Tuesday, March 22, 2011

Top Ten Tuesday

Top Ten Tuesday is a weekly meme hosted at Broke and Bookish Here is what they have to say: Top Ten Tuesday is an original feature/weekly meme created here at The Broke and the Bookish. This meme was created because we are particularly fond of lists here at The Broke and the Bookish. We'd love to share our lists with other bookish folks and would LOVE to see your top ten lists!

Each week we will post a new Top Ten list complete with one of our bloggers answers. Everyone is welcome to join. All we ask is that you link back to The Broke and the Bookish on your own Top Ten Tuesday post AND sign Mister Linky at the bottom to share with us and all those who are participating. If you don't have a blog, just post your answers as a comment. Don't worry if you can't come up with ten every time..just post what you can!

This week is all about book pet peeves. I've got lots of them, and at least one will be the opposite of what most people expect, especially when they consider the fact that I'm a year away from becoming a libarian.

1. Beat up books: I LOVE them. I hate when you see a line of books that are all pristine. So I guess my pet peeve would actually be pristine books. The look so...unloved. The more beat up my books are the better. Dog eared, finger smudges (I like to eat and read), wrinkled pages from where they've gotten wet and broken spines. All those things say to me that the book is well loved. There is nothing I like more then a book that looks like's it's been to hell and back- it just means it was so good that I've read it over and over again! Of course, borrowed books get special treatment, and a bookmark, but my books are all in the line of fire!

2. Dust Jackets: HATE them. Sure they are pretty and a lot of times it's that fabulous cover art that draws me in to begin with, but who they heck invented these things? They don't stay on while you try to read, then fall off and they generally get in the way. The first thing I do is toss those suckers in the trash.

3. Bad/Absentee Parents: to be fair I don't always hate this one, but I think it is so overused. From Cinderella to Wither (out today!) we see parents who are non- existant, for legitimate reasons or simply by virtue of not caring, as well as crappy parenting and the always popular wicked step-parent. Why do they always have to be bad or invisible? Can't these kids still come into their own with some great parents standing behind them? Obviously we see some great parents out there (Simone Elkeles and Darby Karchut: I'm talking to you), but by and large we see teens struggling to find their way with no parental influence to help guide them.

4. The Love Triangle: again, not always a deal breaker, but it seems like it happens a lot. Then it becomes predictable, and I find myslef picking out who will be our two love interests long before they reveal themselves in the story. It's distracting and I'm starting to hope for something new that will surprise me and make the book stand apart from the rest.

5. Different Covers/movie tie-ins: For someone who is so lax on the whole broken spine- dust jacket issue, I get really hung up on the covers of my paperbacks. Specifically the series covers. They have to all match. I hate when the cover art changes. The Sookie Stackhouse books for instance. I started out with one sort of cover and then suddenly my store only carried some weird new cover, and the books were totally different sizes. I couldn't have that- it would look weird on my shelf (dedicated solely to series'). So I had to order the right cover and wait for them to come in. Movie tie-in's go here too. I get that you want to make money off the movie and all, but the book should stand on it's own. I HATE seeing those movie poster shots staring out at me from the book shelf.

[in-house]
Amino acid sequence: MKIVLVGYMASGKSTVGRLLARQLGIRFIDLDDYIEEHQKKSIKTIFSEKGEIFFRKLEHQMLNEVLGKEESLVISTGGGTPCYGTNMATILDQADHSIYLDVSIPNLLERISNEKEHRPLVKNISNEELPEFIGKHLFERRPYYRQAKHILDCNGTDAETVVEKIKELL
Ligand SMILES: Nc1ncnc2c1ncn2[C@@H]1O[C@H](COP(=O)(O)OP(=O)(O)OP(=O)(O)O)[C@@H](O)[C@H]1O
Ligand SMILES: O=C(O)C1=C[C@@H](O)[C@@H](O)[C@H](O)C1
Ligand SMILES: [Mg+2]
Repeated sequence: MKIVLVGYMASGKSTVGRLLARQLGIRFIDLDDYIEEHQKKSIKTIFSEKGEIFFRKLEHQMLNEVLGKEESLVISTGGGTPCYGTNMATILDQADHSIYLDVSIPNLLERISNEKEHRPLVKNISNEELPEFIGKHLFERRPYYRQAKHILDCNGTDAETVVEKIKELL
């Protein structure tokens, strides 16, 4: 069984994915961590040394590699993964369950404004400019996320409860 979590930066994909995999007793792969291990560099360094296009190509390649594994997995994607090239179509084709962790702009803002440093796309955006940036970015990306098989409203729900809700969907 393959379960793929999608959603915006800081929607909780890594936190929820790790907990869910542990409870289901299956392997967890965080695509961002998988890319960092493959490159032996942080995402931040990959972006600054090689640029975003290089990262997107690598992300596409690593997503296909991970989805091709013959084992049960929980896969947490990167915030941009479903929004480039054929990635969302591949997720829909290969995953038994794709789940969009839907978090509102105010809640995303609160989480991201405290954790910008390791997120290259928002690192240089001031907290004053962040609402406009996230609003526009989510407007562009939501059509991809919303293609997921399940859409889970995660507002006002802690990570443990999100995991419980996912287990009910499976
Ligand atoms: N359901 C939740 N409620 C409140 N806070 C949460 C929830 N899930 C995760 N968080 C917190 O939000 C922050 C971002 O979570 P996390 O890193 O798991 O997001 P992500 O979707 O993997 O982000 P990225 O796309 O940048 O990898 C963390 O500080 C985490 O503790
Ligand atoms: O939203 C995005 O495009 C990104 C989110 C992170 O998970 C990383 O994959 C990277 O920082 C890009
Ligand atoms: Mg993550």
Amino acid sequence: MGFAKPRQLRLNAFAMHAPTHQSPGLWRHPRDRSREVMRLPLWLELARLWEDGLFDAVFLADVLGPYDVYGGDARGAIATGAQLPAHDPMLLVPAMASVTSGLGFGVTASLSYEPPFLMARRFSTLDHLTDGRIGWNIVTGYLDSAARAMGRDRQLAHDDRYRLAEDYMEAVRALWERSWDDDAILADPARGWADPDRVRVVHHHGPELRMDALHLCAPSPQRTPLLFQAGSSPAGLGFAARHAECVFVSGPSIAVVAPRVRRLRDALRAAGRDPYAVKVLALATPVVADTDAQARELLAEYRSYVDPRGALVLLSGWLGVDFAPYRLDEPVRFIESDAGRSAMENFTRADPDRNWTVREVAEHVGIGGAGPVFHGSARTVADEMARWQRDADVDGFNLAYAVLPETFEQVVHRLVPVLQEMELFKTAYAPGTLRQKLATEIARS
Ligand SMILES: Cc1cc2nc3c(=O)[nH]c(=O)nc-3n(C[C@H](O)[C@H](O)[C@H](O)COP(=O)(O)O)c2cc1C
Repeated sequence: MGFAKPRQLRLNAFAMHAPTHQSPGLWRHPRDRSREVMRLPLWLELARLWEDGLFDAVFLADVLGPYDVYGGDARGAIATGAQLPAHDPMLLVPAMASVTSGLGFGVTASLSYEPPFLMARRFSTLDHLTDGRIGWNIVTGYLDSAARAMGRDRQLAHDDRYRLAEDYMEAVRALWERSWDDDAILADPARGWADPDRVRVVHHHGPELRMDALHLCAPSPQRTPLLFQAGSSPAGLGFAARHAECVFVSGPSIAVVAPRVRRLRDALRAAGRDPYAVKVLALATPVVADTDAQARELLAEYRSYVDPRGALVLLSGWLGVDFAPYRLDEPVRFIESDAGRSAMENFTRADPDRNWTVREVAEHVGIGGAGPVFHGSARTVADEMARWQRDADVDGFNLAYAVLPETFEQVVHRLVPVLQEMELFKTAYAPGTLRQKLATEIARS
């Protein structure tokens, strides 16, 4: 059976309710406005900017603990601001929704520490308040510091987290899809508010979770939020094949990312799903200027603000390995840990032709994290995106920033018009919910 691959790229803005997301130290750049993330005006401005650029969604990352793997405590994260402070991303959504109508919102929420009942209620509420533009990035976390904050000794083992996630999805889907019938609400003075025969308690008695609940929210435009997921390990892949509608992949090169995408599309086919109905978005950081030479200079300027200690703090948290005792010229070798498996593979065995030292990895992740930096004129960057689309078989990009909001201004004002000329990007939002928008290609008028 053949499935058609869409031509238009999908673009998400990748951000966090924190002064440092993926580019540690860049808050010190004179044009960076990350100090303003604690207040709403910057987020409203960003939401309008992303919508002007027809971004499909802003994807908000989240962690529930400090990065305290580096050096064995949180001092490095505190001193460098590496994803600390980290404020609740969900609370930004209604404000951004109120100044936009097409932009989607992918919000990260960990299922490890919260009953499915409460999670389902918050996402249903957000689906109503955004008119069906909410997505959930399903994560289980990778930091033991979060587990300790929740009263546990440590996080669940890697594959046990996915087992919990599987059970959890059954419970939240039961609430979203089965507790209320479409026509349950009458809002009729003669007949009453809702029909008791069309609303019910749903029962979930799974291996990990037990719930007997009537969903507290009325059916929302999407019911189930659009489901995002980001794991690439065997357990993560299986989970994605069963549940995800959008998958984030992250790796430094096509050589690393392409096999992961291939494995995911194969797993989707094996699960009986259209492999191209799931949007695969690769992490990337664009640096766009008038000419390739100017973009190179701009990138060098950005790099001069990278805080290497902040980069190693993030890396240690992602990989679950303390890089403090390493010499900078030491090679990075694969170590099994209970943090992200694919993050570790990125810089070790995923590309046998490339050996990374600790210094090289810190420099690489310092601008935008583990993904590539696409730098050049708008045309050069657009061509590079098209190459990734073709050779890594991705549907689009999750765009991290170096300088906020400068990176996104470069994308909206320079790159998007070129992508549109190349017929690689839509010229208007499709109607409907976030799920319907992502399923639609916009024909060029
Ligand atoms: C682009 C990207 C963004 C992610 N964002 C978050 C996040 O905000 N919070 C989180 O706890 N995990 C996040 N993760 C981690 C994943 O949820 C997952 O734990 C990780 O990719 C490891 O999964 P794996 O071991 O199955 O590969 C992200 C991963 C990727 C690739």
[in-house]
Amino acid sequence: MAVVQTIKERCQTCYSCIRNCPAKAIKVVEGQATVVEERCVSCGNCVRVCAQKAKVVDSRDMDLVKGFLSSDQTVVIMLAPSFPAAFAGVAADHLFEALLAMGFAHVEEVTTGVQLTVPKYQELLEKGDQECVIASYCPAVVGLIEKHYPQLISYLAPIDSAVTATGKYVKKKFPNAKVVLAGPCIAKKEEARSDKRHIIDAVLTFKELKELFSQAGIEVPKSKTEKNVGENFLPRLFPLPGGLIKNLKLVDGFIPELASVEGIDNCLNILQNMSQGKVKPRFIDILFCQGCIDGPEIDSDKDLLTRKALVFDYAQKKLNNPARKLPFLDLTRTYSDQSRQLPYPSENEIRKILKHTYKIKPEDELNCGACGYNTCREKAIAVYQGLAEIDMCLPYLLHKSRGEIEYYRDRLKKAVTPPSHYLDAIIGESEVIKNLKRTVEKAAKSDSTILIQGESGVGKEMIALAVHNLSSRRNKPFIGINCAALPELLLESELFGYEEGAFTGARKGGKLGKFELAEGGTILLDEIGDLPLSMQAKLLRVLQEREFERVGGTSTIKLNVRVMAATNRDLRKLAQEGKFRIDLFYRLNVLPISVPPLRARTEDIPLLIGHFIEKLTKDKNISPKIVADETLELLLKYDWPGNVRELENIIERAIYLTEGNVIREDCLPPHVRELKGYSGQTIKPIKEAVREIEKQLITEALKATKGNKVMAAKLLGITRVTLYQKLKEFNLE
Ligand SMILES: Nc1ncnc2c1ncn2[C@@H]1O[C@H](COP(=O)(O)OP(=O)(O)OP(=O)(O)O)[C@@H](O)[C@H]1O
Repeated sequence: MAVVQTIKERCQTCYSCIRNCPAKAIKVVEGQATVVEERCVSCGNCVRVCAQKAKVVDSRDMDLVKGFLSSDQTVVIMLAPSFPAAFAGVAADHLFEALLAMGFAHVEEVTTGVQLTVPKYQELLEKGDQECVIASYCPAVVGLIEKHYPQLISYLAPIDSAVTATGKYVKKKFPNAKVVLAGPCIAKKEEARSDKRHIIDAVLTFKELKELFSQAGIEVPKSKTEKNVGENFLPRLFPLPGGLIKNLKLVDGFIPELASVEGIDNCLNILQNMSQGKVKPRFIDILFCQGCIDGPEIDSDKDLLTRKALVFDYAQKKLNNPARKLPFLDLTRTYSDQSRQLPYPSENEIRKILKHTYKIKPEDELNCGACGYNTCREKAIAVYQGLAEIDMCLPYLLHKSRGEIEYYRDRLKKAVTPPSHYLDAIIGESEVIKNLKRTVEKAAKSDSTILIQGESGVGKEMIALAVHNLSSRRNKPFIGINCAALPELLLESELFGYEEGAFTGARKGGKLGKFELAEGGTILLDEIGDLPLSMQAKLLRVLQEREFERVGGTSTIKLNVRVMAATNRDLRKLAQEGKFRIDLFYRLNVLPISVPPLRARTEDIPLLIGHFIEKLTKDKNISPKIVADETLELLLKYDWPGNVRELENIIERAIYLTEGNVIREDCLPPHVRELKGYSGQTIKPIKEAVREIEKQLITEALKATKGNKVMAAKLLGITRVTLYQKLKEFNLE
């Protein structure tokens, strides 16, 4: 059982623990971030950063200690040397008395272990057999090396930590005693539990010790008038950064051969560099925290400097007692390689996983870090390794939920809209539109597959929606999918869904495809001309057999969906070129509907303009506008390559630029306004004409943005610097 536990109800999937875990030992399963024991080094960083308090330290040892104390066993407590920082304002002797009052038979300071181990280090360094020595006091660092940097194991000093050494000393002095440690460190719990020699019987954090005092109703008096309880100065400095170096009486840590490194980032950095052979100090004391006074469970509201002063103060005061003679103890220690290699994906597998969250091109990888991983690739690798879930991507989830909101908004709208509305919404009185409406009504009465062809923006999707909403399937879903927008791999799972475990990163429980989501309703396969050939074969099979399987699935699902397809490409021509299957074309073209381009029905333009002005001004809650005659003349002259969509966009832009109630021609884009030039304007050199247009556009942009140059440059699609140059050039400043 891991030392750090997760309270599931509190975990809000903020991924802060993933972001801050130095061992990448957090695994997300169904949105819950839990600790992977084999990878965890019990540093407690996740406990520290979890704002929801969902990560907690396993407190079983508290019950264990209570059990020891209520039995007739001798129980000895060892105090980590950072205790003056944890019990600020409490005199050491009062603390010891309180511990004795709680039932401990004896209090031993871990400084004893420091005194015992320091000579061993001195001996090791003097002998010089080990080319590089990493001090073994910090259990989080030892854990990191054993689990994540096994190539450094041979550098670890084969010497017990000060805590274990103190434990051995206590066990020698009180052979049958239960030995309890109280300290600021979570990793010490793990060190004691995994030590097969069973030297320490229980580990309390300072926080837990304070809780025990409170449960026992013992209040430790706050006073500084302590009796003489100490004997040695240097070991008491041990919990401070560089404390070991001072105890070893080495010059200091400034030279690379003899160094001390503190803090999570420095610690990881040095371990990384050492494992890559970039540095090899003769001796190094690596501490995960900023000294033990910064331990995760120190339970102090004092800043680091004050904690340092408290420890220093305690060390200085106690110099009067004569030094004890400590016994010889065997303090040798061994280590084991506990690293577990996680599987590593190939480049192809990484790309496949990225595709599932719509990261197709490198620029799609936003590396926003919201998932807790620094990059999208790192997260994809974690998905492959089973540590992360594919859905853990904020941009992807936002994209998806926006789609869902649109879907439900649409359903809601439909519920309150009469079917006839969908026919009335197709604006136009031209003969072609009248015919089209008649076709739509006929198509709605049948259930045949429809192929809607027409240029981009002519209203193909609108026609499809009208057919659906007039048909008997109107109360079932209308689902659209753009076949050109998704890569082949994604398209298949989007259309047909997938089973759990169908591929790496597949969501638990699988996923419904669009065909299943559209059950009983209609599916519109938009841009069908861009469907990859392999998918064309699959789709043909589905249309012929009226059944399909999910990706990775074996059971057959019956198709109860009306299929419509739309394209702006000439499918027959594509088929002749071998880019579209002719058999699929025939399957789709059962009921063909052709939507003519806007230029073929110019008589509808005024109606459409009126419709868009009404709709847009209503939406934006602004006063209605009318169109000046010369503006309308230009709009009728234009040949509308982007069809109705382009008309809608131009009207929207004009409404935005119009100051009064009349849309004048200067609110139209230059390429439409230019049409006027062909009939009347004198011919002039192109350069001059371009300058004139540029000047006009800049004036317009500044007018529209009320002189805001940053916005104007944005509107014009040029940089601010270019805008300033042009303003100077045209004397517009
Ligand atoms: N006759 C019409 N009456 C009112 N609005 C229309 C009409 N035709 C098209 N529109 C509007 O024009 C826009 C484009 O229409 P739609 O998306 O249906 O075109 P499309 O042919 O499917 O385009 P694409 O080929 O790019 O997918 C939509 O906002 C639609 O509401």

6. Epilogues: this one is pretty universal for me. I hate them. I see that word and begin to cringe. Occasionally I come across one that works for me, but the key is that it can't jump too far ahead and it can't become a "Happily Ever After" situation without any explanation. Two of my favorite book series' ended with the dreaded Epilogue. Harry Potter and the Hunger Games both jumped ahead a million years (I may be over exagerating here) and I felt like I missed too much. How did they get there? Why did they chose that path? For books that had a lot of turmoil, the epilogues seemed too neat and tidy. Often Epilogues feel like a cop out to me, almost like saying "here's where I wanted to end up, but it would take to many pages, so just go ahead and trust me, this is how it works out".

7. The Trilogy: I love a good series. Harry Potter, The Lord of the Rings, Sookie Stackhouse, Twilight and Hunger Games. All pretty well done. Of course with those huge success stories out there, everything has the potential to be a series, and should be a series. Right? Uhhh...wrong. I'm starting to hate getting the the end of a book and realizing that I haven't gotten to the end of anything at all. Often the ending seems clipped off or stilted as if at one point it was a stand alone and then the decision was made to make it a trilogy so the ending was hastily changed to accommodate more books. I even read one book recently that had a great ending. Totally stood on it's own, it left it opened for a potential sequel, but it also was satisfying enough to just be the end of it. Then I saw three words that killed the book for me. "To be continued." Uggg- what ever happened to just writing a great book?